My sister-in-law’s been going through her attic and stumbling on ancient family photos along the way. She’s scanned them and emailed them to us in groups. Most of the photos are of individuals or groups posed carefully and solemnly for a camera that required the subject to stay still for several minutes.
The clothes and the hair are different, but the stories they tell are very familiar. There’s a great-grandmother who once wrote and published short stories. There’s a great-grandfather who owned a music store. I’m hoping to see a photo of a great-grandmother who was a Mohawk and the story of whose union with the family I hope to discern someday.
I’ve always been a history buff, and especially a family history buff.
It started one summer when my aunt and uncle were visiting and my uncle was relating the story of how they had met and married despite strong objections from my aunt’s mother (my grandmother). He was German, and she was American, and my grandmother was very unhappy at the idea of my aunt moving so far away in an era when long-distance phone calls were still extremely rare. My uncle was not so easily deterred and, after having received a reluctant refusal, had flown from Germany to Chicago and then driven 6 hours to find my aunt and make his case. As he told the story, remembering how their 50+ year marriage had almost not happened, a tear ran down his face. I, like all the other females at the table, decided this was the most romantic story that had ever been told in our family.
The next day, I began to wonder if there were other stories that had simply not been told. Subsequent trips to our annual family vacation spot became research opportunities, and when a knowledgable aunt was visiting, I began tape recording them as they related the family stories.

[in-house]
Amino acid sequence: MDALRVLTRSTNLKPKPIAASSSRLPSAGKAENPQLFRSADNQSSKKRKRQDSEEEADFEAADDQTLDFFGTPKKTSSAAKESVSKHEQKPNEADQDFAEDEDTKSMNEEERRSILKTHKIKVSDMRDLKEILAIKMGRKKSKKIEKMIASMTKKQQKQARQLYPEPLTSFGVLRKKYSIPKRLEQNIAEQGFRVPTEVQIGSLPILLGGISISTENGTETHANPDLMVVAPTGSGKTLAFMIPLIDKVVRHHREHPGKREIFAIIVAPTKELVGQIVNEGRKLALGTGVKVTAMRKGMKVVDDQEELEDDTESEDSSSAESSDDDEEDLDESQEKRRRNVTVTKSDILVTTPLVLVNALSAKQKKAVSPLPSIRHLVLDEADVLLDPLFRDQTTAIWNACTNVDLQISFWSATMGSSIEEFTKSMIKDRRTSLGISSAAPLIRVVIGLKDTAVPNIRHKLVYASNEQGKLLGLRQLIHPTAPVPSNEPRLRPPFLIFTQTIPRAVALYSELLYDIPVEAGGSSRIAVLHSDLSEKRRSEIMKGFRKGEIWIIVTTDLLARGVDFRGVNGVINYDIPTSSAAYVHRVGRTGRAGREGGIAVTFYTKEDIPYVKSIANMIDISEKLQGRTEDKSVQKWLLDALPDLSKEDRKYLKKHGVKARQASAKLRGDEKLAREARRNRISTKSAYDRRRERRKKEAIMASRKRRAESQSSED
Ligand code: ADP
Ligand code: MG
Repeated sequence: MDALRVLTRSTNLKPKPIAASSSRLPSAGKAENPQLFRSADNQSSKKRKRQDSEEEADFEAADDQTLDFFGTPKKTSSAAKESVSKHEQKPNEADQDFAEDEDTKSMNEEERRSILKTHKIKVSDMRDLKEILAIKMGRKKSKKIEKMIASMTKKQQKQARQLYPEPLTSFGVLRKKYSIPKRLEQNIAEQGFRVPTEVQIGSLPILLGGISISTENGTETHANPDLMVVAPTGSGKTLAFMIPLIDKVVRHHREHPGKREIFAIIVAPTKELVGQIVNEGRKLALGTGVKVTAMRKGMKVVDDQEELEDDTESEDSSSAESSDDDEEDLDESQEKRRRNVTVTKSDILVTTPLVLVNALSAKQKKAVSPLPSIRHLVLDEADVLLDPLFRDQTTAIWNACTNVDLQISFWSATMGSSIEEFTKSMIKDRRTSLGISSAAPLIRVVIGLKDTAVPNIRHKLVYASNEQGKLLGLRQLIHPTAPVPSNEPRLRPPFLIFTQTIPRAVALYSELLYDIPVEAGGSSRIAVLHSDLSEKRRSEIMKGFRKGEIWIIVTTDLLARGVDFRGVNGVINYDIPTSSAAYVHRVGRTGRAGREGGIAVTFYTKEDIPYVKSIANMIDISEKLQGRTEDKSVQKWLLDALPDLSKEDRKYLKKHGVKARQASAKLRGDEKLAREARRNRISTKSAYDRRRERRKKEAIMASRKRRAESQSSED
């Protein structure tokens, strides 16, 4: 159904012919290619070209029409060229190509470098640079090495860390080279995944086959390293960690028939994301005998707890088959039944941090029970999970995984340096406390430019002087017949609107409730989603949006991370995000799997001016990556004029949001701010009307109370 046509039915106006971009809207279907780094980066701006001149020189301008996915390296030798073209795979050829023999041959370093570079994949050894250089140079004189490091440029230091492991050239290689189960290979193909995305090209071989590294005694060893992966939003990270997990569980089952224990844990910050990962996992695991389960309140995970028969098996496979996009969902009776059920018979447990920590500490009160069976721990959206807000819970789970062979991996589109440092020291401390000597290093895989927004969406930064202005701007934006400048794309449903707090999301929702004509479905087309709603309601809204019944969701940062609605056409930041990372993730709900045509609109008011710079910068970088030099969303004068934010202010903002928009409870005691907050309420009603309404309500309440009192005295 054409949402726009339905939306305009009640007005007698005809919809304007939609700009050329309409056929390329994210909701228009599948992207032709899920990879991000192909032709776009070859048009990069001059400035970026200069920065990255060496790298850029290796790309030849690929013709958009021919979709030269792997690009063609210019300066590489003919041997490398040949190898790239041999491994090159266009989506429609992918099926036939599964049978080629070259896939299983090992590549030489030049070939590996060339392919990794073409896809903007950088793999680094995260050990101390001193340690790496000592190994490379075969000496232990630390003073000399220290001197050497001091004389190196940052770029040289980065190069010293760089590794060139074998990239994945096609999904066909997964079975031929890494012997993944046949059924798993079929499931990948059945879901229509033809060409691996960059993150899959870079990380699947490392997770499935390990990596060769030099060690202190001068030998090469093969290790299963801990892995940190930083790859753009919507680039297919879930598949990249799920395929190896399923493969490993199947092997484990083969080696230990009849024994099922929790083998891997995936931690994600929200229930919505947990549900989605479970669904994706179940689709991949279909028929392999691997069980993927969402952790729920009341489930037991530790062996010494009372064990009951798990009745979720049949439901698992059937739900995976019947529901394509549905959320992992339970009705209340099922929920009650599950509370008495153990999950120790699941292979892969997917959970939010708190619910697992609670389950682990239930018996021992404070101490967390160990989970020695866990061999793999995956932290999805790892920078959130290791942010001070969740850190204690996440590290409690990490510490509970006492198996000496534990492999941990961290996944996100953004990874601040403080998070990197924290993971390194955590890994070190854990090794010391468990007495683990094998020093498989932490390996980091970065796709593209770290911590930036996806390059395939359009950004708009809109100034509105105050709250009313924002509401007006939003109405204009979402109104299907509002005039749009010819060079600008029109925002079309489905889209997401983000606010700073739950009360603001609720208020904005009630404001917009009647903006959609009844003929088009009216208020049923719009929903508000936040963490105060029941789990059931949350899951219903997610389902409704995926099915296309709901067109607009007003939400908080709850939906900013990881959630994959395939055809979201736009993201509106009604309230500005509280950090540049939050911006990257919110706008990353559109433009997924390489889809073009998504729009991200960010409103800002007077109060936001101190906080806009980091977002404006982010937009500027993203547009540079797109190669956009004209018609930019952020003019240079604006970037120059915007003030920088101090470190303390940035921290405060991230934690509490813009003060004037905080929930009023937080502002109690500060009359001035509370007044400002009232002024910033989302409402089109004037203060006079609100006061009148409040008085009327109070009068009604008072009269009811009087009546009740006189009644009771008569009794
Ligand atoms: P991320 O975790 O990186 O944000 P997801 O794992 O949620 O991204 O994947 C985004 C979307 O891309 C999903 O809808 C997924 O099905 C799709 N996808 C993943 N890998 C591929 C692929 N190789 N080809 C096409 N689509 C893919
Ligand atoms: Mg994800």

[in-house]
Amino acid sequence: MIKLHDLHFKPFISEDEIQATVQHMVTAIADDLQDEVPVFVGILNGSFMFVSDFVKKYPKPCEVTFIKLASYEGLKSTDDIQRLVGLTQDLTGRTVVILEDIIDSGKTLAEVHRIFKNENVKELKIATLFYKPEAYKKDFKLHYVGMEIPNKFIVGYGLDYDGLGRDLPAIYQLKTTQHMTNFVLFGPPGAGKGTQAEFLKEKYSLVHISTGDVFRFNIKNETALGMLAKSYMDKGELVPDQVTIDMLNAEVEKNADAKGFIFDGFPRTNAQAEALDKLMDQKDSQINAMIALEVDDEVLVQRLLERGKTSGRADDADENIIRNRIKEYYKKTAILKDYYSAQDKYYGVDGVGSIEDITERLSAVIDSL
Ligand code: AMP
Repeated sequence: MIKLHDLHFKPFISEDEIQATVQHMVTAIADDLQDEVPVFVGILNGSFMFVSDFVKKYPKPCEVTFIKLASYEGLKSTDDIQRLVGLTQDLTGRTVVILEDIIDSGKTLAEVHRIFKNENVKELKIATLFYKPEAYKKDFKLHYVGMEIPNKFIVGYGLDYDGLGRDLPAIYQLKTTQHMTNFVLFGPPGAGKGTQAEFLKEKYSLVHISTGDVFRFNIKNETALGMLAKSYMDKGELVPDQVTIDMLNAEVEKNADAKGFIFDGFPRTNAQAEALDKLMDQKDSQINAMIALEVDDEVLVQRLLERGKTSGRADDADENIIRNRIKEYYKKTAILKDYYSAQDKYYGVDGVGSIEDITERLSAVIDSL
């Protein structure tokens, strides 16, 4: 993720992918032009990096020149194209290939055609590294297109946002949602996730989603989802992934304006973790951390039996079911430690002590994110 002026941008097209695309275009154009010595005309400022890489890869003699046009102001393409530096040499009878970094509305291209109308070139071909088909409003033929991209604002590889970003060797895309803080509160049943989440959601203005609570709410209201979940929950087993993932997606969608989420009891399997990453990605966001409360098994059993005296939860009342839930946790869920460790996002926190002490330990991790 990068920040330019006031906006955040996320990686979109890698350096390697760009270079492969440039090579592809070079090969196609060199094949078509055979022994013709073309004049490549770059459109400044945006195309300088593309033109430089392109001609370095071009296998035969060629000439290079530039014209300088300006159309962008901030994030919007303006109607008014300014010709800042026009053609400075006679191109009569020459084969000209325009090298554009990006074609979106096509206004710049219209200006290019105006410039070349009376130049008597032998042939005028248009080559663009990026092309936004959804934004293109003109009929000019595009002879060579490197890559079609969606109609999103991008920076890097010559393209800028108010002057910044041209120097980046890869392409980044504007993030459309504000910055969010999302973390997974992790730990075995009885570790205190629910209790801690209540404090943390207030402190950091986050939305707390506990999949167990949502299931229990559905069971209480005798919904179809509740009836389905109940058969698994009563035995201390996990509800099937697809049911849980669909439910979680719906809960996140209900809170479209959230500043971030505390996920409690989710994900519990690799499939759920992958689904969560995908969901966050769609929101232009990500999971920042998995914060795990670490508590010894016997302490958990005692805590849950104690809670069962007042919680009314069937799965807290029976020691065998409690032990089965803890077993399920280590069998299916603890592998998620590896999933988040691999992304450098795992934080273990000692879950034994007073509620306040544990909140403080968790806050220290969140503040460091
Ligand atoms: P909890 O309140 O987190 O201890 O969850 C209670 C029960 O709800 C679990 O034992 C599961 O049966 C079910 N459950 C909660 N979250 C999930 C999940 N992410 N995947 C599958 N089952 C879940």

In that time I’ve learned about another pair of star-crossed lovers whose parents, a generation ago, had objected to their marriage on the grounds that they were different races and from different countries. That couple is still married. I learned how my grandparents, despite Grandmother’s summers spent near Grandfather’s home town never met until they were adults because they lived in completely different worlds. And I’ve learned that I love the stories of how people come together.
We live in a world where the stories that make the headlines are about people being driven apart. They’re about lives being blown apart. Often, the even the storytelling becomes a wedge, breathing distrust into every disagreement until the participants hardly recognize each other as members of the same species. Over the past year, I’ve made more of an effort to look for the other stories – the ones that bring people together. I used to be embarrassed about my love of romantic stories of people overcoming odds to be together, but now I think they’re an expression of faith that people can actually do that.
I’m looking through the photos and stories of my husband’s family, one photo stands out. It is a picture of a husband and wife, the husband staring at the camera while the wife leans her head on his shoulder. They both have wistful smiles on their faces. It’s from the late 1800s, and their clothes date the picture more than the aged sepia. I know their world was a million miles away from mine. When I look at the serenely happy and casual pose, however, I realize that they look a lot like us. It’s a story worth pursuing.